Royal Flushed

The roll of a dice, the turn of a card. The hand of fate twists and flips the fortunes of the worthy and the unworthy in an endless grind.

Week 26 was such a week. This time the cards fell well for a petty criminal slumped at the bar in Dave’s Café Americain.

Rob Mulloy was a man burdened with pride. He ran his tongue slowly around the arch of his stained teeth to taste the cocktail that lingered there and mulled over his good fortune: a 12 place climb up the table to 19th (6 places higher than his seasonal best) courtesy of a joker, 8 correct results and the Stamford Bridge jackpot: Chelsea 2 Arsenal 0 – victory was sweet and his passport to silverware was clearly assured.

The meeting with Ted Warland was planned for that evening. The legendary romancer was prepared to pay, and pay handsomely, for his secrets and there would be little suspicion of the two old friends meeting in the bar.

But Rob had other work to do that day and he couldn’t risk taking the Formula around the drug-crazed streets of Church Langley. He looked twice at the owner. David Roberts was a bitter cynical man with a history, an impatient frown and a little too much Brylcreem for his own good. Roberts caught his gaze.

“… somehow, just because you despise me, you are the only one I trust.” Mulloy rasped, drawing the words through his teeth like washing through a mangle. The chairman nodded his acceptance of the package and the risks that came with it.

The man at the other end of the bar pulled off the olive into his gin and spun the pink parasol idly between his fingers as the barman came over to join him.

I hear that chancer Matt White is one of the Predictors of the Week. Funny how he seems to sneak in so regularly isn’t it?’ spat Roberts.

‘And the guy over there.’ his companion continued. ‘Just stepped in with that broad. See?’ Mark Young threw a glance and a smart couple who had just entered and were furtively scanning the club for the quietest table.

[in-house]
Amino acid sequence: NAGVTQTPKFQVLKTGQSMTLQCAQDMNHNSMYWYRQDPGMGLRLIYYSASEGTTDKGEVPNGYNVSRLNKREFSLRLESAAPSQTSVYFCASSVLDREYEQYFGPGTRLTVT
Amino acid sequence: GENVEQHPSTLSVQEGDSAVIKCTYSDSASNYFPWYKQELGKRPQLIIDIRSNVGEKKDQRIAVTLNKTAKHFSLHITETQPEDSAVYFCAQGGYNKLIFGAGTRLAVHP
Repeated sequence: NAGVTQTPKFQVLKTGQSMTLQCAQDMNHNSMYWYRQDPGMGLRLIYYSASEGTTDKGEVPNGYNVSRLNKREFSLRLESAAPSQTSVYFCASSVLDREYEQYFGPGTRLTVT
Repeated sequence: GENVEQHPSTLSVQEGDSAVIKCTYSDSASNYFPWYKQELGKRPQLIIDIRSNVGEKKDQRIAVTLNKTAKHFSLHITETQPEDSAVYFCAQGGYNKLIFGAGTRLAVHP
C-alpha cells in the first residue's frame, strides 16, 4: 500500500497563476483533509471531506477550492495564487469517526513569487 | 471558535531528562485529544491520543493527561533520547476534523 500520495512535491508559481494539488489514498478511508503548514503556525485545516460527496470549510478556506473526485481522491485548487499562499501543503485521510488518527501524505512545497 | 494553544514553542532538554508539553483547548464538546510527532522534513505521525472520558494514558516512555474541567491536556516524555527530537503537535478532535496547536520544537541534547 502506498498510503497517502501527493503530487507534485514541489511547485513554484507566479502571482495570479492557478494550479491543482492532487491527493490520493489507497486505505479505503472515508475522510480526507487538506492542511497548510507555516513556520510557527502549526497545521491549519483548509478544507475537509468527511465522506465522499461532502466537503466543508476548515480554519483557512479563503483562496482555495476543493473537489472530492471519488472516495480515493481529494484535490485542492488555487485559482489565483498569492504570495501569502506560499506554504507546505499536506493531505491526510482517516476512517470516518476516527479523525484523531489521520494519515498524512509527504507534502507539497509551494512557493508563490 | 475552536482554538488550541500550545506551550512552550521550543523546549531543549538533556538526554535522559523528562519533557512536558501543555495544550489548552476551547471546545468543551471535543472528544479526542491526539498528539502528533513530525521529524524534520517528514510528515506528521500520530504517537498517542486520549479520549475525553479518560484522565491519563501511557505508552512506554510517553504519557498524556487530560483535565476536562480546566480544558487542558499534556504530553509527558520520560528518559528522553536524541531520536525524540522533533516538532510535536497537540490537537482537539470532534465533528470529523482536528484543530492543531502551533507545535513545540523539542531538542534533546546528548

‘Manchester United 5 Portsmouth 0. You can’t tell me that’s a coincidence. ‘The Man with the Midas Touch’ they call him. Simon Gold.’

The barman’s mouth dried instantly. He recognised the lady only too well.

At that moment Matt White walked into the bar and moved over to sit with the couple. Roberts and White had be old sparring partners in the league and neither trusted the other. Rumours were bandied around of missing points and deals struck on crucial Cup weeks but Roberts couldn’t prove anything. He moved closer to listen in on their conversation:

‘We hear Formula’s somewhere in Church Langley.’ Gold’s whispers were clearly audible. ‘If I’m going to carry on this run, I’m going to have to track it down.’

Matt White looked at the barman sidling towards them just as Janet Roberts met him with a stunned gaze.’ It had been so long, but the wounds were as red-raw as the beetroot that had eventually tore them apart.

‘You’re looking at your passport, doll’. Matt whispered in her ear as stood up to leave. Stopping to exchange a few words with the host:

‘We’d better both be on our guard next weekend, David, or we’ll find ourselves down amongst the also-rans. I hope you’ve got a plan worked out.’

Top scorers Dave McAleer & Pete Yoder (both with 9 points) grinned as they overheard the exchange. Yoder, the only player to have predicted a Hull win against Manchester City had plans of his own.

That night the bar was buzzing and nobody noticed Simon Gold and the Chairman having an intense conversation in the corner.

‘It all started after that explosion didn’t it?’ the Chairman quizzed.

‘I’m sorry mate, these things happen. We all want the same thing at the end of the day. But If you won’t give the Formula to me, at least give it to Janet.’ ‘She deserves the silverware and a better life. I know you agree with me on that one.’ Simon’s eyes were pleading.

The next morning Mark Young entered the bar.

‘I saw you talking last night Dave. You should have picked somewhere more private. ‘It’s too late for him now though. You know me, I have no convictions… I blow with the wind, and the prevailing wind happens to be from Bury St Edmunds’.

‘I’ll do you a deal. You saw the exchange yesterday, I know you did.’ ‘Let him go and you can catch Gold red-handed. I’ll set it up before the match on Saturday.’

Janet Roberts climbed into the Mini Cooper to leave Church Langley. She knew the words resonating in her ears were true and the regret would come, but they stung her eyes all the same.

‘Maybe not today, maybe not tomorrow, but soon and for the rest of your life.”

On Saturday morning, Janet Roberts and Simon Gold switched on the computer. They had an envelope in their hands and the opportunity for a new life.